August 23, 2016 — One of the often overlooked challenges of retirement is how you will stay busy and engaged over time. You might think that you’ll be happy just by kicking back and relaxing, but that is not generally how humans are built. In that regard we are a lot like working dogs, happiest when we have a job or activity that keeps our minds and bodies busy.
Volunteering is an obvious and rewarding way to keep a focus in retirement. There are so many possibilities: mentoring children, helping a small business on a project, assisting at the library or hospital, trading work for free space at a national park, helping a local volunteer group or community association, or even going into the Peace Corps. This article will explore different types of volunteer jobs along with tips and strategies on finding a satisfying one. We hope at the end that you will share what you do or hope to do as a volunteer, so others can get ideas and share experiences.
Where to Start
In these days of cutbacks it is the rare non-profit or government body that couldn’t use an extra set of hands. But looking for a volunteer job that suits you can be intimidating. Fortunately there are many ways to do it. One way to start is to spend a little time thinking about what you would like to do and the type of organizations you would like to help. Once you have some ideas you can contact those outfits and tell them you would like to help. Or, you can use one of the many online resources available to see the types of volunteer jobs that are available.
Consider these possibilities
Volunteering within your 55+ or active adult community
Boomers who retire to an active adult or 55+ community have a leg up for finding a volunteer job. For one, there is always a need for volunteers to help run the community, its clubs, activities, and physical plant. And for another, there is often a structure in place to help residents find interesting retirement jobs.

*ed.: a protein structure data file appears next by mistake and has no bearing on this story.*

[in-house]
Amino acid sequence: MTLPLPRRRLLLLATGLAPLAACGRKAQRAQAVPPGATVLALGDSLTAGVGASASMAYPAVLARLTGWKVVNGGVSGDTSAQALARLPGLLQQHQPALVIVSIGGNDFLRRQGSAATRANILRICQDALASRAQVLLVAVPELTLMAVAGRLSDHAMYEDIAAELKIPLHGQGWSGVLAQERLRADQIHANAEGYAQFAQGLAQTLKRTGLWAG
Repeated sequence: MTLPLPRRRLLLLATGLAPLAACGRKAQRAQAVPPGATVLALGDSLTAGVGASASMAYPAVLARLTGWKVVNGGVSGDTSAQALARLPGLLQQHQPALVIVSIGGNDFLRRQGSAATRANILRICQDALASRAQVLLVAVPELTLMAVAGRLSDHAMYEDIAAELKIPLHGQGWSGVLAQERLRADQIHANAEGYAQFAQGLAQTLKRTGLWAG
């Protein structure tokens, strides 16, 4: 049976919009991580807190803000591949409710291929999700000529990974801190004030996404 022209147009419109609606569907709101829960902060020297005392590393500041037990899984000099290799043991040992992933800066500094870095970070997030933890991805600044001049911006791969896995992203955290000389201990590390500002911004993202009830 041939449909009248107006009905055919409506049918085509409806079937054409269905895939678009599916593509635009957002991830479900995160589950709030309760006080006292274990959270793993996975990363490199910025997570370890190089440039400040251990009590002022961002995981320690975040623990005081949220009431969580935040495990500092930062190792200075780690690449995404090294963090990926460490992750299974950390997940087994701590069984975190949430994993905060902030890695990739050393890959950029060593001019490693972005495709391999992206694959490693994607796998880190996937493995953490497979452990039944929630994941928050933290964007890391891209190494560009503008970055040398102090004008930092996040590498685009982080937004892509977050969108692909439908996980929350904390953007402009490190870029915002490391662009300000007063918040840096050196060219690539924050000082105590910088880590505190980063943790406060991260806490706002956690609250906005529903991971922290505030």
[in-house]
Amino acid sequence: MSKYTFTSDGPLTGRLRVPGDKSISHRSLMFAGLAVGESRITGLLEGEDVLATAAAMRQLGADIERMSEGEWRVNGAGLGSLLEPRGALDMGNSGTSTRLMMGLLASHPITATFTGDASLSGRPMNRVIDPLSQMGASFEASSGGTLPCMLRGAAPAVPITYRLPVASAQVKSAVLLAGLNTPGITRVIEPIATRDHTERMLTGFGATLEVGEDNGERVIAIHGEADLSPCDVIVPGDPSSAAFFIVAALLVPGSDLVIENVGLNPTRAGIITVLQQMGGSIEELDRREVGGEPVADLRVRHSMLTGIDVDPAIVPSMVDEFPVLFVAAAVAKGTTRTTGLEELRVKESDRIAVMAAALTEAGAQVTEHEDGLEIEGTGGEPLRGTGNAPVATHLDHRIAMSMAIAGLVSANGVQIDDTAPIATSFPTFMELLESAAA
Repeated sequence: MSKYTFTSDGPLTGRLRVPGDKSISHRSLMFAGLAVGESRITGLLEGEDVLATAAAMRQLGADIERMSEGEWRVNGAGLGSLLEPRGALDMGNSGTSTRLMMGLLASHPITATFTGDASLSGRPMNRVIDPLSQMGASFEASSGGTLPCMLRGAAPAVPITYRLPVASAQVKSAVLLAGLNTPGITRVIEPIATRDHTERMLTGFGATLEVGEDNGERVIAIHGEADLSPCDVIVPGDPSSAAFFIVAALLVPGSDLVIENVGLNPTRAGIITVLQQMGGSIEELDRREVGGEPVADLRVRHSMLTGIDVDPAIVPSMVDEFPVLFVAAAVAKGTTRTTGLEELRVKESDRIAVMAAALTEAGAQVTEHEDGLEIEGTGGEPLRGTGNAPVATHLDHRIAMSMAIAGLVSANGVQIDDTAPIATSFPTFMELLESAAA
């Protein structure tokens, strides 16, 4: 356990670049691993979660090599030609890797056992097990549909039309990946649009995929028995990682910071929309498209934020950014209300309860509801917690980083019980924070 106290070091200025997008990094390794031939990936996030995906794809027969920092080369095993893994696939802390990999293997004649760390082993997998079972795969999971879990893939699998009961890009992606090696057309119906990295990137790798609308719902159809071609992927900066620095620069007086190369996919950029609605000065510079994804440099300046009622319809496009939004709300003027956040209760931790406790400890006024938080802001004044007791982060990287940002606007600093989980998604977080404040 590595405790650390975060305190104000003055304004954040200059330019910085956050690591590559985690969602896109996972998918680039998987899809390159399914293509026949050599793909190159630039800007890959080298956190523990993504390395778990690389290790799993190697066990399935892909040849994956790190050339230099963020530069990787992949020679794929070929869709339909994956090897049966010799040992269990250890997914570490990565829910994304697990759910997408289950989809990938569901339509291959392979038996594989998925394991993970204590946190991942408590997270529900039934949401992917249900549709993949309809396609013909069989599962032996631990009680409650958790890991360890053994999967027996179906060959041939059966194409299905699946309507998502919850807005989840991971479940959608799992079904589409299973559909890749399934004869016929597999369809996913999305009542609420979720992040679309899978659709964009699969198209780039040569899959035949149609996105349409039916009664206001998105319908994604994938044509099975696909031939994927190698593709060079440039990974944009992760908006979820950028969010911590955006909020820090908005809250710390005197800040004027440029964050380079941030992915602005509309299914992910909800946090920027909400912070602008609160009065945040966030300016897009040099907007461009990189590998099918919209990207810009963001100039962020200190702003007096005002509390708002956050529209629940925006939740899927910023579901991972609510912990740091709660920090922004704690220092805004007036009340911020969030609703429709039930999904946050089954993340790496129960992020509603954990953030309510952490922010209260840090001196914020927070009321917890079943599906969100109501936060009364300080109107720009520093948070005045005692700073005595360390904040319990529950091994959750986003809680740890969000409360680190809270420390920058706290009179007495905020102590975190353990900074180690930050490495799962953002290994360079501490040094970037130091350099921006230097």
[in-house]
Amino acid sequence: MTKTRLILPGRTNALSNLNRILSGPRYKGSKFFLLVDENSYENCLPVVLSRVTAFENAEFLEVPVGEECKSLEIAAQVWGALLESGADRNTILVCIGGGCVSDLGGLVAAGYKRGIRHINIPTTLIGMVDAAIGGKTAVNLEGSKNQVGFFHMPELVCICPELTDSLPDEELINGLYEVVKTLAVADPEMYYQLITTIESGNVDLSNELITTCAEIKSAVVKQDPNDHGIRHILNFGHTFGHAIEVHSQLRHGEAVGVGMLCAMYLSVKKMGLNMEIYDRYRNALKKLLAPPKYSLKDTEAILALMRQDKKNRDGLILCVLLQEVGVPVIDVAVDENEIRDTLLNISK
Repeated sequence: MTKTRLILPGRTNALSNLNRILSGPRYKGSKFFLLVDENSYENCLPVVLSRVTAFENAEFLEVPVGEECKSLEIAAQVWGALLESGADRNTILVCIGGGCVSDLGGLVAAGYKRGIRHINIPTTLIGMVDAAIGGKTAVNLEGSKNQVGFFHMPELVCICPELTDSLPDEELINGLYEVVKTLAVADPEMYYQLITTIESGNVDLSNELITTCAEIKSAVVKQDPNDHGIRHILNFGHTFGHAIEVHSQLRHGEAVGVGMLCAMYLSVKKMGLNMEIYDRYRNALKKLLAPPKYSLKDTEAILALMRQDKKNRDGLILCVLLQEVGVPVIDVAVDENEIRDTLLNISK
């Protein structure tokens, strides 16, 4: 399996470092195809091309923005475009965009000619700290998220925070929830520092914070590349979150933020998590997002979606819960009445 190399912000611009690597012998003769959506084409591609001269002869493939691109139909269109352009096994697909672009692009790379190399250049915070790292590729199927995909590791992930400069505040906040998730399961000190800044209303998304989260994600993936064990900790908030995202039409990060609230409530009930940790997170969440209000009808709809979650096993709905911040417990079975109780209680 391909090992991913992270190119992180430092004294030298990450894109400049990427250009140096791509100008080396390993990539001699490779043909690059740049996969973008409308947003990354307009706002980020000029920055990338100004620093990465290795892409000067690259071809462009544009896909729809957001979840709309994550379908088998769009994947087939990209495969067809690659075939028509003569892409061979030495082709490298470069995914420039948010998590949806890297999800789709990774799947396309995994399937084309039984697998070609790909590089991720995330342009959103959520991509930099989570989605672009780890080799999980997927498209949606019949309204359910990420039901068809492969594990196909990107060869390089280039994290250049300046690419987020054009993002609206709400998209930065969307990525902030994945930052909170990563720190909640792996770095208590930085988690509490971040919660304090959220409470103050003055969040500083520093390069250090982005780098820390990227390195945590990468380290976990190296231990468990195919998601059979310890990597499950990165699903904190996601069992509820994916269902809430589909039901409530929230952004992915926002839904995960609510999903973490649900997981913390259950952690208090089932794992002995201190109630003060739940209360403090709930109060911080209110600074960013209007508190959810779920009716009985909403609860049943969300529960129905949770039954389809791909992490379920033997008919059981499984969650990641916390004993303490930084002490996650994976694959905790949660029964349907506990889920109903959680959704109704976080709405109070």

Nextavenue.org recently ran an article, “These Boomers Run Their Whole Town“, that highlighted the amazing range of volunteer activities at Tellico Village, a very large active adult community in Tennessee (and one of our advertisers!). The community is run by 70 volunteers who help with an amazing range of jobs, including the Volunteer Fire Department. Volunteers run the clubs, manage the finances, and provide administration. One of their most successful volunteer projects is the Friends of the Tellico Village Library, which was started in 1992 and is now part of the County library system. It delivers books to shut-ins and has a big lending library. Other Tellico volunteers tutor in local schools, the computer club repairs and donates computers, and the Tellico Community Players is theatrical group.
Most other 55+ communities have expansive volunteer programs. At Fearrington Village near Chapel Hill (NC), Fearrington Cares is a standout. They have their own building, from which the community’s volunteer organization unfolds: need a ride to an appointment, borrow a car-seat for visiting grand children, attend a class on nutrition, or change a hard to get at light bulb – no problem; call Fearrington Cares.
The Villages in Central Florida, with its hundreds of clubs and all manner of activities, also offers endless volunteer positions. The recreation department has specific web address for volunteer jobs. Or, you can go to VolunteerMatch.com where you can find other possibilities (this is a nationwide site so you can find positions in other locations as well). –
If you are thinking about choosing a particular 55+ community, go on their website or ask the sales person to find out if they volunteer options that get you excited. Likewise if retiring to a particular town or area, look up institutions that you might want to volunteer for to see what they might have available.